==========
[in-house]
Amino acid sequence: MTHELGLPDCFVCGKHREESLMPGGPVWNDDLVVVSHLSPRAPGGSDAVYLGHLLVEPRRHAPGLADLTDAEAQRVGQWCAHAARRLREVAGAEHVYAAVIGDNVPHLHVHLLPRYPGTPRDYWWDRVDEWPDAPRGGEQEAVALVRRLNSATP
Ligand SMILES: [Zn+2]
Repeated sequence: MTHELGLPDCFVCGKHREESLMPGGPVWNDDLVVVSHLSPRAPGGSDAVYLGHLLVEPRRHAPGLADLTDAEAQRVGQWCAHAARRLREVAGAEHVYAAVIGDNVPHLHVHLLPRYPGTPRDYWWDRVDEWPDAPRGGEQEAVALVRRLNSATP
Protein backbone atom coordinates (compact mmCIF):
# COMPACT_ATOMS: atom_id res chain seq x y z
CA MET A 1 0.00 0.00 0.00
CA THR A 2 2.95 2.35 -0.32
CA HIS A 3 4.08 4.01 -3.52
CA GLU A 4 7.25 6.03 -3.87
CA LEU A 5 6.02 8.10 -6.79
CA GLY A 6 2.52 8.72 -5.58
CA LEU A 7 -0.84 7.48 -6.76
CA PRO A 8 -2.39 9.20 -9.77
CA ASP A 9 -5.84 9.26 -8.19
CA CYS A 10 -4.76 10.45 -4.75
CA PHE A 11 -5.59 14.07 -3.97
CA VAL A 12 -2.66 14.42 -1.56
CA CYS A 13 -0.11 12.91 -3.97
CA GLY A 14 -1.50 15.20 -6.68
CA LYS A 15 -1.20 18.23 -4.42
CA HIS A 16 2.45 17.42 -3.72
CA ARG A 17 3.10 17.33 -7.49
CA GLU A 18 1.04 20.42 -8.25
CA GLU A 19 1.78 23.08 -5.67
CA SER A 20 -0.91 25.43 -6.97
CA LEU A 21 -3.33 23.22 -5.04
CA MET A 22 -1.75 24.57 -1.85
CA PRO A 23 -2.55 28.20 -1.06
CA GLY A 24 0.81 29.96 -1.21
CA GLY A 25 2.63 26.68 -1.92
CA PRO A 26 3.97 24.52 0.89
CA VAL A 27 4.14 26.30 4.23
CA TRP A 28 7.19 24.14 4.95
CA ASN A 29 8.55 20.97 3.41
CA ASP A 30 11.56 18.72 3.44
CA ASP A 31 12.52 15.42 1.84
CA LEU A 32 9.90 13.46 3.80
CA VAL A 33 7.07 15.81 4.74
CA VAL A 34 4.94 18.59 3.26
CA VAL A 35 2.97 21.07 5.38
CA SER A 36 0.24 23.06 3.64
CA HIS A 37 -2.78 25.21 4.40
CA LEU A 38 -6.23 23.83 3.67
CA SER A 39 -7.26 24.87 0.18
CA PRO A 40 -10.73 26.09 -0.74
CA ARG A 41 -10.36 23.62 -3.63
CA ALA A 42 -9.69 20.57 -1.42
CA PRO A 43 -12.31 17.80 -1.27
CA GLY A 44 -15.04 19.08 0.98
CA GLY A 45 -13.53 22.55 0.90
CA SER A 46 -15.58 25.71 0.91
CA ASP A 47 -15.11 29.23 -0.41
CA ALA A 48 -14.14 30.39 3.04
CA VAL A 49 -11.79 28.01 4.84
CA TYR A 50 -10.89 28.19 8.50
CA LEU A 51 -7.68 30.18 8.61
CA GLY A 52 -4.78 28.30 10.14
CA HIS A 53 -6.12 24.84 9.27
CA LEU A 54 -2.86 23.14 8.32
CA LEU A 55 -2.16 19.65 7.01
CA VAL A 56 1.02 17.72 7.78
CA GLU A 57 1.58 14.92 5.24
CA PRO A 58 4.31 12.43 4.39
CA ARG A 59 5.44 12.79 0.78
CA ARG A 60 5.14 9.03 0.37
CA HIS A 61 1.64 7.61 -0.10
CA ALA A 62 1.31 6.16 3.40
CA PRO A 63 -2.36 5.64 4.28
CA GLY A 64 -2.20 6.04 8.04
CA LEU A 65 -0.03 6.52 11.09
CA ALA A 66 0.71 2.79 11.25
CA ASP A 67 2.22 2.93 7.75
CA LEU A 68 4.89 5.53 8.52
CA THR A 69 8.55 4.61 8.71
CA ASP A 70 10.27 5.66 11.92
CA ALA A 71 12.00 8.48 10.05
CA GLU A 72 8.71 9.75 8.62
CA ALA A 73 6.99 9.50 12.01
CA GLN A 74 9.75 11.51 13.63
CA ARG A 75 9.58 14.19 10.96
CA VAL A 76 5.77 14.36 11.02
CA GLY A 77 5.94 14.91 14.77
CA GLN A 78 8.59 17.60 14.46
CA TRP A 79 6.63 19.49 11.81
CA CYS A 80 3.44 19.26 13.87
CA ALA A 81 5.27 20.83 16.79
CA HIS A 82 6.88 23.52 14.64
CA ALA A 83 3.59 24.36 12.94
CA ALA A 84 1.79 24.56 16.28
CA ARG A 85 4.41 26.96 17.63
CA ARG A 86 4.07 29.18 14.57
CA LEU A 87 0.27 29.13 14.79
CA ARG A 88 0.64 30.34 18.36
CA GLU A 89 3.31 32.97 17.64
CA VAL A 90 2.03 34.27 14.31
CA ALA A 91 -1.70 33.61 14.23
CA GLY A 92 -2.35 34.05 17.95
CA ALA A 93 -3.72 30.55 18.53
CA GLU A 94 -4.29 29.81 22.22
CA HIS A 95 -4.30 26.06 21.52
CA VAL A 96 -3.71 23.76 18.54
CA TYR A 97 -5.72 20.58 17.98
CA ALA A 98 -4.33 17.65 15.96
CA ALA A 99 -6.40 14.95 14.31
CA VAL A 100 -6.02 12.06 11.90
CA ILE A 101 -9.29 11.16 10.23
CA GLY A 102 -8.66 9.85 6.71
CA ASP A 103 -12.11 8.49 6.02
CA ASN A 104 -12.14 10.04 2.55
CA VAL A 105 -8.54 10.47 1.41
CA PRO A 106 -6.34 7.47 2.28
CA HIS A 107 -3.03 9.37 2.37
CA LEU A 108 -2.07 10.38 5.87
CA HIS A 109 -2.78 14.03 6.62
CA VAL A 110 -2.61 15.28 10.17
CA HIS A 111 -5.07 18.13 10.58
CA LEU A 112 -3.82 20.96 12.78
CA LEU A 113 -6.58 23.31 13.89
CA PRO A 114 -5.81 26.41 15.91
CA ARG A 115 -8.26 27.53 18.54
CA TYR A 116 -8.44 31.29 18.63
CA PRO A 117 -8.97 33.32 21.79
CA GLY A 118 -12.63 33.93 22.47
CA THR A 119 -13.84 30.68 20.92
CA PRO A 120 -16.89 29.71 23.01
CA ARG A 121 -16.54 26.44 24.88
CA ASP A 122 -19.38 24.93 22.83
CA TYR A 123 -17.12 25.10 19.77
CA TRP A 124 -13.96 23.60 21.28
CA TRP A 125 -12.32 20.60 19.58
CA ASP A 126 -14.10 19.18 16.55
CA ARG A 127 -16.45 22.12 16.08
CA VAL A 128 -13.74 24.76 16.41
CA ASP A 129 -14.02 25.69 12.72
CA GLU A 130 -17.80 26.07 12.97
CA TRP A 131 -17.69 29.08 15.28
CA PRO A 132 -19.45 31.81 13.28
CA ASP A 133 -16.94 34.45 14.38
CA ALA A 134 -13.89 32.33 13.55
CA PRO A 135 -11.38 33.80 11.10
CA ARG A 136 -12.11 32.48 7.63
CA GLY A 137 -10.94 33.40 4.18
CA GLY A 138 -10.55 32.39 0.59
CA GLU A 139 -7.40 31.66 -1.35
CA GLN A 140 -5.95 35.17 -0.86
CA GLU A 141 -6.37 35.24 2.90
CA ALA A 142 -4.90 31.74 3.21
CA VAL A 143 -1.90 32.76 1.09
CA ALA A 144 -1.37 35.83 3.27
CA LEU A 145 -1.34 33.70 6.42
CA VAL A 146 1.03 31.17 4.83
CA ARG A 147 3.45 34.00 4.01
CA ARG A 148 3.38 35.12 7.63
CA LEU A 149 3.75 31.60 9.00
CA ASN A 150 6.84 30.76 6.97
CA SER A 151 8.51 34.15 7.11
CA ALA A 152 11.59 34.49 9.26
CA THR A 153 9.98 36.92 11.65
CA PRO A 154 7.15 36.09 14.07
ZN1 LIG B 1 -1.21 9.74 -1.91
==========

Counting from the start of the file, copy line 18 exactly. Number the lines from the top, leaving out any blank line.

CA VAL A 12 -2.66 14.42 -1.56